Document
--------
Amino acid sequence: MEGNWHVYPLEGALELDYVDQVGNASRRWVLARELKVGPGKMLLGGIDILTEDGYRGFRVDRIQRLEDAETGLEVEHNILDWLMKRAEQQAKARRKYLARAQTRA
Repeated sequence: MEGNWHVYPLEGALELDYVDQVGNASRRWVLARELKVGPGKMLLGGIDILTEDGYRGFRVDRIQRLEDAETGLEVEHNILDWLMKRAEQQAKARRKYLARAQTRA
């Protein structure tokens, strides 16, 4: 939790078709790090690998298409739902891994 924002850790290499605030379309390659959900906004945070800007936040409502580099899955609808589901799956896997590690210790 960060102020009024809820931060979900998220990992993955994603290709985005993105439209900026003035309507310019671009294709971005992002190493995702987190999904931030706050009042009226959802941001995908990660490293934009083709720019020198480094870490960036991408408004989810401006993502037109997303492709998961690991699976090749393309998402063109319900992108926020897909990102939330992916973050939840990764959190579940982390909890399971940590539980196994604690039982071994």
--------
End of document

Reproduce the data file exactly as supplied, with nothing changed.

Amino acid sequence: MEGNWHVYPLEGALELDYVDQVGNASRRWVLARELKVGPGKMLLGGIDILTEDGYRGFRVDRIQRLEDAETGLEVEHNILDWLMKRAEQQAKARRKYLARAQTRA
Repeated sequence: MEGNWHVYPLEGALELDYVDQVGNASRRWVLARELKVGPGKMLLGGIDILTEDGYRGFRVDRIQRLEDAETGLEVEHNILDWLMKRAEQQAKARRKYLARAQTRA
């Protein structure tokens, strides 16, 4: 939790078709790090690998298409739902891994 924002850790290499605030379309390659959900906004945070800007936040409502580099899955609808589901799956896997590690210790 960060102020009024809820931060979900998220990992993955994603290709985005993105439209900026003035309507310019671009294709971005992002190493995702987190999904931030706050009042009226959802941001995908990660490293934009083709720019020198480094870490960036991408408004989810401006993502037109997303492709998961690991699976090749393309998402063109319900992108926020897909990102939330992916973050939840990764959190579940982390909890399971940590539980196994604690039982071994």